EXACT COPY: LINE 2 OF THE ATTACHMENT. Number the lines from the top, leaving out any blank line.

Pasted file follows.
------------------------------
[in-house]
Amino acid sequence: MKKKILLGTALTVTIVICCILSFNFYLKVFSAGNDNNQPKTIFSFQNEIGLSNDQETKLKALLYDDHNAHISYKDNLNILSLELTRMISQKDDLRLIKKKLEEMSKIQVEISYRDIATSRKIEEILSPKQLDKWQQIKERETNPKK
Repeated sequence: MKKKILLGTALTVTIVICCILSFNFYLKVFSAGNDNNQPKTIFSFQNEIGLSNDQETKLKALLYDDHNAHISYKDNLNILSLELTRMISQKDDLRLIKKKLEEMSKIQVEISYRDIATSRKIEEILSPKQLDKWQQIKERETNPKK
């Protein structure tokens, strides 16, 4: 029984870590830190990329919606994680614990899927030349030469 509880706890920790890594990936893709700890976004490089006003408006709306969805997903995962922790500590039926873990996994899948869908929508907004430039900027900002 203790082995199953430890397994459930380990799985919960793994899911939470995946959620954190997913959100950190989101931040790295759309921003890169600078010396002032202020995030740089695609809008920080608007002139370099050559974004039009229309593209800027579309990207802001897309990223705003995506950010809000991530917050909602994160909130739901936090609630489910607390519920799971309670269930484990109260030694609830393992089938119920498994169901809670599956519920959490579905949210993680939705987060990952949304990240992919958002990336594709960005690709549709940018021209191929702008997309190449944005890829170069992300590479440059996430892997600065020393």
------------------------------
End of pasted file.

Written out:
Amino acid sequence: MKKKILLGTALTVTIVICCILSFNFYLKVFSAGNDNNQPKTIFSFQNEIGLSNDQETKLKALLYDDHNAHISYKDNLNILSLELTRMISQKDDLRLIKKKLEEMSKIQVEISYRDIATSRKIEEILSPKQLDKWQQIKERETNPKK